The information below comes from the statement of deficiencies compiled by health inspectors and provided to AHCJ by the Centers for Medicare and Medicaid Services. It does not include the steps the hospital plans to take to fix the problem, known as a plan of correction. For that information, you should contact the hospital, your state health department or CMS. Accessing the document may require you to file a Freedom of Information Request. Information on doing so is available here.

Based on a review of 8 patient records, based on a review of the hospital's policies and procedures, and a review of documented medication errors, and based on interviews with hospital staff members, it was determined that in 1 of 8 medical records, Record #6, the hospital failed to administer drugs in accordance with the physician's orders and accepted standards of practice, and failed to accurately document drugs that had been administered.

Findings include:

The records of eight patients admitted to the hospital in March of 2011 were requested and reviewed. Record #6 contained the following information:

A review of the physician's orders and the Medication Administration Record (MAR) in patient file #6 revealed that the patient had been prescribed Depakote 1500 mg (milligrams) PO (orally) Q (every) HS (hour of sleep/bedtime). A review of a hospital policy titled: "Medication Administration" contained the following information:
"1. Medication Administration Times:
Daily= 9 a.m.
Bedtime=9 p.m."

The documentation for the Depakote on the MAR, handwritten initials of the nurse administering the medication, reflected that the Depakote had been given at "2000"--8 p.m.-- on March 17, 2011, March 18, 2011, March 19, 2011, and March 20, 2011. Of special note: The handwritten initials of the nurse administering the medications did not match any of the signatures/initials that were listed in the "key" on the left lower corner of the MAR, the place that staff members had been using to identify nurses by signatures and initials. No other medication administration error was apparent according to the documentation on the MAR.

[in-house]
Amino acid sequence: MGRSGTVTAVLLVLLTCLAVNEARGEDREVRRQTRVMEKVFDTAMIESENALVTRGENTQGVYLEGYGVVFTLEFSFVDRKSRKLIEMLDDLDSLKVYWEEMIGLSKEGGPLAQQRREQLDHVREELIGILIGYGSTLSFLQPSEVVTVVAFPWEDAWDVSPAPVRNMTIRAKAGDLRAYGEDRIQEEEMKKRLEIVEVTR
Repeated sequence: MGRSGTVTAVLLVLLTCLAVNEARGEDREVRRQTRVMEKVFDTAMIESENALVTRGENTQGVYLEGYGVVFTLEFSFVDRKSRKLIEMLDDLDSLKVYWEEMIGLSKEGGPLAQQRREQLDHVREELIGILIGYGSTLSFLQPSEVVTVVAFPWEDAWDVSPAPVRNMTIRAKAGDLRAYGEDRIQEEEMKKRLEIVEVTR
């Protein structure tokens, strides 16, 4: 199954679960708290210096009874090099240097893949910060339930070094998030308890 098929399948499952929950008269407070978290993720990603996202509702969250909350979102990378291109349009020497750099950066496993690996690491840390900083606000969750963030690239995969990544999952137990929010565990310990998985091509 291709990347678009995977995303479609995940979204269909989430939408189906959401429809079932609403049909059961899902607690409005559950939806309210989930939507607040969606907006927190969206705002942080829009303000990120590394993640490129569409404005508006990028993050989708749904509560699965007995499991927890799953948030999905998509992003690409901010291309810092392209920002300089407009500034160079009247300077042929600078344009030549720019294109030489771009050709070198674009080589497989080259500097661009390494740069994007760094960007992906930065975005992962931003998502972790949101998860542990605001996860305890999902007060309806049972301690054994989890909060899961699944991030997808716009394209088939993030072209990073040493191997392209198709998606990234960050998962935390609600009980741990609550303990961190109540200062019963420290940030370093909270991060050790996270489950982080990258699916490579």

A hospital policy titled: "Medication Occurrences" was reviewed, and was found to contain the following information:

It is the policy of Cedar Hills Hospital to assure that all patients receive medications in a safe manner. Any medication occurrences will receive immediate follow up related to patient care, and will be followed by reporting, and trending for analysis by medical staff."

"Drug administration occurrences (medication occurrences) shall be reported and reviewed in accordance with this policy."


"Examples of medication occurrences include but are not limited to:
Wrong date or time"

A request was made for all medication occurrences in the last two weeks of March 2011. Several documents titled "Medication Occurrence Report" were received and reviewed. A medication Occurrence Report had been generated for patient #6 on 03/20/2011, indicating that the Depakote had been given at the wrong time, that the physician had been notified, and that the evening dose of Depakote would be held for 03/20/2011.

In an interview with I1 and I2 at 1105 hours on 03/20/2011 in the administrative office, 12 stated that she recalled this patient and this incident. When asked to explain what the error was, as the MAR reflected that the medication Depakote had been given at 2000 hours, I2 stated that the Depakote had in fact been given at 0900 hours in the morning, and that s/he had a clear recollection of giving the medication, then as soon as the patient had swallowed the medication, became aware of the error. When asked why the MAR reflected that the medication had been given by her at 2000 hours, I2 stated that s/he didn't work at eight o'clock at night, and admitted that s/he had incorrectly documented the time that the medication had actually been administered. I2 was asked to describe what occurred after the Medication Occurrence Report had been submitted. I2 stated "I wrote myself up, and I turned the report in to my supervisor" and that no other action had taken place, to his/her knowledge. I1 stated that all medication occurrence records were routinely reviewed and evaluated for trends, and that no trend had been noted in this incident.

The hospital failed to administer drugs as ordered by the physician, and failed to accurately document drugs that had been administered by a Registered Nurse.